The Equal Employment Opportunity Commission (EEOC) has issued FAQ guidance about how companies should comply with the Americans with Disabilities Act (ADA) and other federal fair employment laws while also respecting workplace safety guidelines during the COVID-19 pandemic.
The FAQs were originally released on March 17, 2020, and were most recently updated on March 14, 2022.
In section C of the guidance, the EEOC clarifies how employers may handle situations in which an applicant or newly hired employee has COVID-19 or its symptoms. The FAQs in section C also explain how employers may screen applicants for COVID-19.
This Compliance Overview provides the five FAQs currently contained in section C of the EEOC’s full COVID-19 guidance, as updated on March 14, 2022.
LINKS AND RESOURCES
- EEOC’s full COVID-19 guidance: What You Should Know About COVID-19 and the ADA, the Rehabilitation Act and Other EEO Laws
- Section C of the EEOC’s full COVID-19 guidance
- EEOC’s Enforcement Guidance on Disability-Related Inquiries and Medical Examinations of Employees Under the ADA, published July 27, 2000
C. Hiring and Onboarding Employees During the COVID-19 Pandemic
C.1. (Updated Dec. 12, 2020): If an employer is hiring, may it screen applicants for COVID-19 symptoms?
Yes. An employer may screen job applicants for symptoms of COVID-19 after making a conditional job offer, as long as it does so for all entering employees in the same type of job. This ADA rule applies whether or not the applicant has a disability. For information on the ADA rules governing such inquiries and examination, see section A of the EEOC’s full COVID-19 guidance.
C.2. May an employer take an applicant’s temperature as part of a post-offer, pre-employment medical exam?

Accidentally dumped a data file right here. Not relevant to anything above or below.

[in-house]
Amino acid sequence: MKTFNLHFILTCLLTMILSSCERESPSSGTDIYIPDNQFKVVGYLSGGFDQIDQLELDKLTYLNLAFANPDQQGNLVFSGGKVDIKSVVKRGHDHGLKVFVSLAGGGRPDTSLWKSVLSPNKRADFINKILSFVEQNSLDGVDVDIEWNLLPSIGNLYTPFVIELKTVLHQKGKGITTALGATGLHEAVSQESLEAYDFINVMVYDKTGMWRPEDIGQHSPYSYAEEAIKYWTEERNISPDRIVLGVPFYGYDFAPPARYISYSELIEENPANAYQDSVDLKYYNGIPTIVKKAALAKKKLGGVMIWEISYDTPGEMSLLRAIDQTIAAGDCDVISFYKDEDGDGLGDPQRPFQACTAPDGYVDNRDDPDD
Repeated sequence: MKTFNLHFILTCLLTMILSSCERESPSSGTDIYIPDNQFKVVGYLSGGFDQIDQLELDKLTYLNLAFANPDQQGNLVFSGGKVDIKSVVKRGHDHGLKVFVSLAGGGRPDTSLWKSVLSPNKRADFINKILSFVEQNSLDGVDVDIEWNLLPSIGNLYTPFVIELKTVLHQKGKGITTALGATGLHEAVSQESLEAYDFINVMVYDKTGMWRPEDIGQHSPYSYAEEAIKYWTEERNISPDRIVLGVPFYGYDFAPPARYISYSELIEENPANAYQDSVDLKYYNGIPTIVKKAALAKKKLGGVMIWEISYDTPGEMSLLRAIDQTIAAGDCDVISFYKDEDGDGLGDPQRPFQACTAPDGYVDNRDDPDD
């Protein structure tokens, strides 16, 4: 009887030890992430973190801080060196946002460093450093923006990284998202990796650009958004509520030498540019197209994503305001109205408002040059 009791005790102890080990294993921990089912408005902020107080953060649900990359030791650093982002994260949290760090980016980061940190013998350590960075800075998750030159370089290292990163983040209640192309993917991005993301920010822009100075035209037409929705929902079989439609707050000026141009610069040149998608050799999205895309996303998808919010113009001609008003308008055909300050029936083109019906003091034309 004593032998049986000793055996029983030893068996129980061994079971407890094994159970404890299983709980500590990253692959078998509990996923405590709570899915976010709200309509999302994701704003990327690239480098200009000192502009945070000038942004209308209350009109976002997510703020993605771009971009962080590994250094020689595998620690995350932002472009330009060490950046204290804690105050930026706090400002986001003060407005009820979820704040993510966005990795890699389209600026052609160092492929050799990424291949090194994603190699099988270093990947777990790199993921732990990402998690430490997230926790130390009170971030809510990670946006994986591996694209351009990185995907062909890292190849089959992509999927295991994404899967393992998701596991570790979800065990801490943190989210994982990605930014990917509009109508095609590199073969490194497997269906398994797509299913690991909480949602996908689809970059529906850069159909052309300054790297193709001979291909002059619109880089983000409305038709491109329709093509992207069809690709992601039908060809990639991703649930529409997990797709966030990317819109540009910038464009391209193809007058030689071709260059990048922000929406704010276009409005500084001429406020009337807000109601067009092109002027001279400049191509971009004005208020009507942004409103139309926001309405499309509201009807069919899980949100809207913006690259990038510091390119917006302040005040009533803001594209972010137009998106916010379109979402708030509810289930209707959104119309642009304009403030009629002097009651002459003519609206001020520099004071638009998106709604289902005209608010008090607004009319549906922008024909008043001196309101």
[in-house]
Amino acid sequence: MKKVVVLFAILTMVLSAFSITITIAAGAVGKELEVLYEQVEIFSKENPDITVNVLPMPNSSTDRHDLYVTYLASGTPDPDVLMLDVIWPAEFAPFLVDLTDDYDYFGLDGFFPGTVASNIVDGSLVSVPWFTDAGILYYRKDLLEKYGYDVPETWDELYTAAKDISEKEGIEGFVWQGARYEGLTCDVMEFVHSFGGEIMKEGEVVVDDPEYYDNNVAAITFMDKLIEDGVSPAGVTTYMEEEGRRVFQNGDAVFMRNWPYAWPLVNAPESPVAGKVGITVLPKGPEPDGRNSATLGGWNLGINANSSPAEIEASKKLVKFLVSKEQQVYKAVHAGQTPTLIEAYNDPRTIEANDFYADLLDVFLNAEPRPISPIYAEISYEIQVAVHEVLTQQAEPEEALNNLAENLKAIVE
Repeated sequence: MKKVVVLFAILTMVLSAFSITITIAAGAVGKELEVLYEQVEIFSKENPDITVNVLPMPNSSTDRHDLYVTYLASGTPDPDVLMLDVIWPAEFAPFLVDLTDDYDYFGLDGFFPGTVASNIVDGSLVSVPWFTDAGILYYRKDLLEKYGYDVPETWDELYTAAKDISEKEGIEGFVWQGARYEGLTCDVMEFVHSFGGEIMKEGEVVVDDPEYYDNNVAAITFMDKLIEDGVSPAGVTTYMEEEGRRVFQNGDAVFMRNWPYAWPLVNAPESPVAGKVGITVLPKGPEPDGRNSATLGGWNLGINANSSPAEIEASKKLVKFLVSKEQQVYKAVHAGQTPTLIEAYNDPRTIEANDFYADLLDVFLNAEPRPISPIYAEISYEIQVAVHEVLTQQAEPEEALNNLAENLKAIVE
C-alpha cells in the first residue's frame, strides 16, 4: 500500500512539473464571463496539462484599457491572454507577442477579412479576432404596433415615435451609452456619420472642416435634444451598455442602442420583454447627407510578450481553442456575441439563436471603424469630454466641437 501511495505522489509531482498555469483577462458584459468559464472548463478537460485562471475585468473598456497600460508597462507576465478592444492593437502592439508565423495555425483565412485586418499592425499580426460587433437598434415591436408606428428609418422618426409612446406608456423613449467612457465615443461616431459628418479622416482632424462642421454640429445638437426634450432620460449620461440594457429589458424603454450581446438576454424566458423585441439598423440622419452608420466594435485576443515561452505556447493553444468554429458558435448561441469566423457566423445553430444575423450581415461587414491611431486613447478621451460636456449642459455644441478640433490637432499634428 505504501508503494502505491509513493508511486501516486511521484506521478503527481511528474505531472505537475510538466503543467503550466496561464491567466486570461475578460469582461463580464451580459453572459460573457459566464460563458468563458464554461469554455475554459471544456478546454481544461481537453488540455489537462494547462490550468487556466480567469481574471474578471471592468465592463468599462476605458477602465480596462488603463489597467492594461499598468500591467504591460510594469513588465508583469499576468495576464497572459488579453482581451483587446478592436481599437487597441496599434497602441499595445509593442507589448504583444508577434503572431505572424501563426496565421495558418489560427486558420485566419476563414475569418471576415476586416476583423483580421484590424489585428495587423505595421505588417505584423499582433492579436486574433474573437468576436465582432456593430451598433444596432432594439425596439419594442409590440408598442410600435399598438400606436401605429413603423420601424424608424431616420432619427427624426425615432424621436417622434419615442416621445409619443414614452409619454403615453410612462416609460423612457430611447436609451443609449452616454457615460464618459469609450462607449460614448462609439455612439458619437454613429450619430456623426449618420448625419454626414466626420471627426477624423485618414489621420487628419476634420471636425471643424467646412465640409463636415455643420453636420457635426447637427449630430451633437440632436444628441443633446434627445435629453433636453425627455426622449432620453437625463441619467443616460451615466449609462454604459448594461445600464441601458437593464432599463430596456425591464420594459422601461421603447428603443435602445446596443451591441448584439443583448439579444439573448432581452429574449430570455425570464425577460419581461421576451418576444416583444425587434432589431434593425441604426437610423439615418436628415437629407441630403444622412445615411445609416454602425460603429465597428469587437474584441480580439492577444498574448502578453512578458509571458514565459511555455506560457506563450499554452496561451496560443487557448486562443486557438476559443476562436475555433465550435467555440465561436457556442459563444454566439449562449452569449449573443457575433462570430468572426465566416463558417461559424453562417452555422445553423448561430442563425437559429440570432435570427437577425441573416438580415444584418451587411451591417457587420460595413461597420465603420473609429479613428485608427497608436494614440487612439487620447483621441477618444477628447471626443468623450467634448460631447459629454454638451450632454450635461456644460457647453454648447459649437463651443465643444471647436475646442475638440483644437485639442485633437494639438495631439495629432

Yes. Any medical exams are permitted after an employer has made a conditional offer of employment. However, employers should be aware that some people with COVID-19 do not have a fever.
C.3. May an employer delay the start date of an applicant who has COVID-19 or symptoms associated with it?
Yes. According to current CDC guidance, an individual who has COVID-19 or symptoms associated with it should not be in the workplace.
C.4. May an employer withdraw a job offer when it needs the applicant to start immediately but the individual has COVID-19 or symptoms of it?
Based on current CDC guidance, this individual cannot safely enter the workplace. Therefore, the employer may withdraw the job offer.
C.5. (Added April 9, 2020; Updated Dec. 12, 2021): May an employer postpone the start date or withdraw a job offer because the individual is 65 years old or pregnant, both of which place them at higher risk from COVID-19?
No. The fact that the CDC has identified those who are 65 or older, or pregnant women, as being at greater risk does not justify unilaterally postponing the start date or withdrawing a job offer. However, an employer may choose to allow telework or to discuss with these individuals if they would like to postpone the start date. For more information on potential issues regarding discrimination based on age or pregnancy, see sections H and J of the EEOC’s full COVID-19 guidance.
Section C of COVID-19 FAQs
Section C of the EEOC’s guidance on COVID-19 and fair employment laws includes 5 FAQs about handling issues related to new hires during the COVID-19 pandemic.
Guidance on Hiring and Onboarding
Among other things, the FAQs in section C of the EEOC’s FAQs clarify that employers may:
- Screen applicants for symptoms of COVID-19 after making a job offer, as long as they do the same for all entering the same type of job;
- Delay the start date of an applicant who has COVID-19 or its symptoms; and
- Withdraw a job offer made to an applicant who is needed immediately but has COVID-19 or its symptoms.
Material posted on this website is for informational purposes only and does not constitute a legal opinion or medical advice. Contact your legal representative or medical professional for information specific to your legal or medical needs.